Mansi Vithlani and Yasmin Jafar
The Netflix film tries to create some kind of awareness of female scrutiny, but misses the mark in absolutely every way possible. What went wrong?
Netflix’s latest film Tall Girl revolves around a six-foot-one (1.85m) teen, Jodi (Ava Michelle), coming to terms with her height, venturing on a journey to self-love. The film features characters alongside Jodi battling against their own ‘quirks’ and ‘flaws’, setting it up as a good tool to talk about self-acceptance.
However, the film received an immense amount of backlash. The central message gets lost in clichés, cringe-worthy scenes and questionable acting.
So, what went wrong?
The focus of the film is trivial and comes off as pretentious. At first, it might be easy to empathise with Jodi, as we all suffer from insecurities. But the repetition of ‘Size 13 Nikes’ and the constant self-deprecation makes the viewer annoyed rather than apologetic.
Not only does Jodi struggle to fit in at school but also in her household, unable to open up to her parents about her insecurities. It then results in restricting herself from pursuing her passion. Considering that nowadays we’re trying to promote self-love, Jodi undergoing a physical transformation undermines what society is trying to fight.
Jodi receives a makeover to feel more comfortable in her own skin. Understandably, we’re all allowed to change things about ourselves to boost our confidence; however, the film exaggerates this process for the wrong reasons.
Jodi seeks validation from a boy, resulting in the cliché transformation to align with a feminine ideal. Jodi only begins to feel confident once Stig (Luke Eisner) shows interest in her, disrupting her friendships.
It also seems ironic that Jodi emphasises how she feels discriminated against due to her height. She doesn’t want to date anyone shorter than her, suggesting she’s also judging people based off physical features.
Are you serious?
The film constantly attempts to deal with serious issues but misses the point. A clear example is the strengthening relationship between Jodi and her sister Harper (Sabrina Carpenter). Their newfound bond is all about changing Jodi’s style and look, instead of encouraging her to be herself.
It seems ridiculous that, in 2019, Netflix releases a film that promotes changing yourself to please others and endorses competition against each other, rather than unity, particularly amongst women.
Harper’s storyline perfectly demonstrates how much Tall Girl attempts to deal with hefty issues but seriously misses the mark. As a beauty pageant contestant, Harper is concerned with her body image, while her allergies are depicted as her flaw – another odd angle to take on someone’s imperfections.
Harper discusses eating no carbs at all to compete in the pageant, touching on eating disorders. But the film doesn’t deal with her coming to terms with her own body image.
Arguably, the movie could have focused on Harper’s storyline more. It could’ve explored her eating disorder and struggles with accepting her body. It may have resonated with the audience better, making the film more relatable.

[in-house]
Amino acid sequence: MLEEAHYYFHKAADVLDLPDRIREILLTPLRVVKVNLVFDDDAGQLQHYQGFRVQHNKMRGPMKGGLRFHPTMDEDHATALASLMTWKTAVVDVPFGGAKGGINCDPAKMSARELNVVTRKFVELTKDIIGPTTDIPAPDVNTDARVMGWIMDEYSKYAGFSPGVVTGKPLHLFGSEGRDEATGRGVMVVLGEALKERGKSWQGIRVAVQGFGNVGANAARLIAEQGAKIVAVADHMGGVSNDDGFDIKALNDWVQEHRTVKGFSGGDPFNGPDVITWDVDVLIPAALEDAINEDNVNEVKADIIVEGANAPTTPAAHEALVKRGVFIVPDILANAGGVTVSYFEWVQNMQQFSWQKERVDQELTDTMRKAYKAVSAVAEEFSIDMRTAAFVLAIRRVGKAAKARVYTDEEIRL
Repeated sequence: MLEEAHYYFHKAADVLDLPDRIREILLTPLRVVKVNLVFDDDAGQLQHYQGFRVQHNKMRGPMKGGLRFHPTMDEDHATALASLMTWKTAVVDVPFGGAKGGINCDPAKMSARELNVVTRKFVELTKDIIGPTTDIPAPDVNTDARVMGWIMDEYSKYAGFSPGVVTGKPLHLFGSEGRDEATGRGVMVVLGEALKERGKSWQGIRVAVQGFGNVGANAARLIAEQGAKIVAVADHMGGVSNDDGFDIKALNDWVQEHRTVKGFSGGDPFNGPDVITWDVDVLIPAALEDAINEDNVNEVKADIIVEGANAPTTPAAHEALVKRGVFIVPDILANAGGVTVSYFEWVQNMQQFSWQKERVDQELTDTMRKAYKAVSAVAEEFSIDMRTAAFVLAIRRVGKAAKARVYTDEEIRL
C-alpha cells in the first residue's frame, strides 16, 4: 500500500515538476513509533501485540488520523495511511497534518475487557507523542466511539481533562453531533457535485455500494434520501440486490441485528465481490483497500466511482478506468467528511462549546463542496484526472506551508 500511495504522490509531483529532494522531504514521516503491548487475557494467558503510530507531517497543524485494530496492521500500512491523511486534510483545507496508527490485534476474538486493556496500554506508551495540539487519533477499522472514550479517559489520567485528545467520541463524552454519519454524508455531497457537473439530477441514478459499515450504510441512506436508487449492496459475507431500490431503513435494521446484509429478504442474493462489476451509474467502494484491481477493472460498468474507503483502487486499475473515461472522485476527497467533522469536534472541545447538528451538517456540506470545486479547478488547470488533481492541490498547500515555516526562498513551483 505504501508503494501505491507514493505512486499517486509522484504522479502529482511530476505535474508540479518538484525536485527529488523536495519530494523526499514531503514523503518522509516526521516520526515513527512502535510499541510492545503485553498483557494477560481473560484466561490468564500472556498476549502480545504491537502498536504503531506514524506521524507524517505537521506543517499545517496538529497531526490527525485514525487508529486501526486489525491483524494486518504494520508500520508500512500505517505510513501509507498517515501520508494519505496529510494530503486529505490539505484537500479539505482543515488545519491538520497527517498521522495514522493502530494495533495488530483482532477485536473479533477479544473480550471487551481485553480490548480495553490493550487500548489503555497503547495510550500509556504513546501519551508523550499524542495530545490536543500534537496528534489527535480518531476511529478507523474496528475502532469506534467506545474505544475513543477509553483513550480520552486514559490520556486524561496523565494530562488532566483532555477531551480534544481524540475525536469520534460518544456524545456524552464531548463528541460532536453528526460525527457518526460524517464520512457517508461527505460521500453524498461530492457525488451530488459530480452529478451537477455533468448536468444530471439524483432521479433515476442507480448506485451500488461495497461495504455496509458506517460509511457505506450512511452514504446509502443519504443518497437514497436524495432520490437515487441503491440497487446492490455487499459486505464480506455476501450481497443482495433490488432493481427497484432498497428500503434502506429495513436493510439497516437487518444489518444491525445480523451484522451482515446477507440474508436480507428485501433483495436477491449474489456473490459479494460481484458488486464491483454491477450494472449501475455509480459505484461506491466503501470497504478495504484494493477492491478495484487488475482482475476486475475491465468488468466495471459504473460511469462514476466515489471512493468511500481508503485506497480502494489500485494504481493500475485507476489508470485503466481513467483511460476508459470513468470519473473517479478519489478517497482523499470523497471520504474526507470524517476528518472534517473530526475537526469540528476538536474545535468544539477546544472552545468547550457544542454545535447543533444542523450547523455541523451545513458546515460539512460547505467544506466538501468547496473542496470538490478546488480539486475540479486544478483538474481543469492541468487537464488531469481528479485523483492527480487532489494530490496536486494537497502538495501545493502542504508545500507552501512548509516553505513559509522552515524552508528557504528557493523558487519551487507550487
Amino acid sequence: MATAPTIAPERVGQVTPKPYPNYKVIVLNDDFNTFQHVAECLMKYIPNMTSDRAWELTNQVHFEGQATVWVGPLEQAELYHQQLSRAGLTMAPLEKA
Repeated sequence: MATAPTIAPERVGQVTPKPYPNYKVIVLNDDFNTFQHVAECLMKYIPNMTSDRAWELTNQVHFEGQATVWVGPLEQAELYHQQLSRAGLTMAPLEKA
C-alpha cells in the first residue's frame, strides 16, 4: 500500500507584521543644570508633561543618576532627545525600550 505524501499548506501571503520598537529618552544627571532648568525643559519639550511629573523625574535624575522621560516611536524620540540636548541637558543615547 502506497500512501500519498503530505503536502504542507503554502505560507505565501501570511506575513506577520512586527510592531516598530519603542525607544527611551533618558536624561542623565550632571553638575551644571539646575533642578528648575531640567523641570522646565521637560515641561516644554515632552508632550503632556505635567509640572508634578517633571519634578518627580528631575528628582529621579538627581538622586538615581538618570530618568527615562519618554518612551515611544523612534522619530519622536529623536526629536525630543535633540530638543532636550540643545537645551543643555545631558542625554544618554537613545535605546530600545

Similarly, the sisterhood was heart-warming yet comedic, and it would have been satisfying to see this relationship explored further instead of other futile scenes.
Another key part of the backlash is the fact that a wealthy white girl like she’s living a difficult life. Once again, the movie loses a chance to explore another perspective on life at high school. With Jodi’s best friend being black, she herself would have faced discrimination from the rest of society.
Although we shouldn’t undermine the issues that someone may face, no matter how big or small they are, the emphasis on how hard she feels her life is seems pretentious at times.
The good parts
Beneath all the mistakes the film makes, there is a message they’re trying to put across. Although lost in translation, it does at times highlight the kinds of issues that tall women face. The stereotype that being tall isn’t associated with femininity is shown through the rejection Jodi faces from guys and teasing from classmates due to her height.
The film also highlights the importance of parent-child interaction despite showing the stereotypical my parents don’t understand me-scenes. With social media and constant trolling, teenagers can easily feel insecure when reaching out to their parents as they may feel embarrassed or believe they won’t be understood. The film, surprisingly yet successfully, portrays this.
Although Jodi’s father indirectly calls her a freak and wants her to feel normal, he learns to understand her insecurity and accept her height. This is perhaps the most important message of the film: bond with your parents or an authoritative figure and be truthful about your insecurities so help can be given.
Tall Girl is essentially a film that aspires to be original but fails in many ways. Netflix succeeds in producing another clichéd high school movie and fails to delve into what it sets out to do. It was an entertaining watch for the wrong reasons and perhaps shouldn’t have received the green-light in the first place.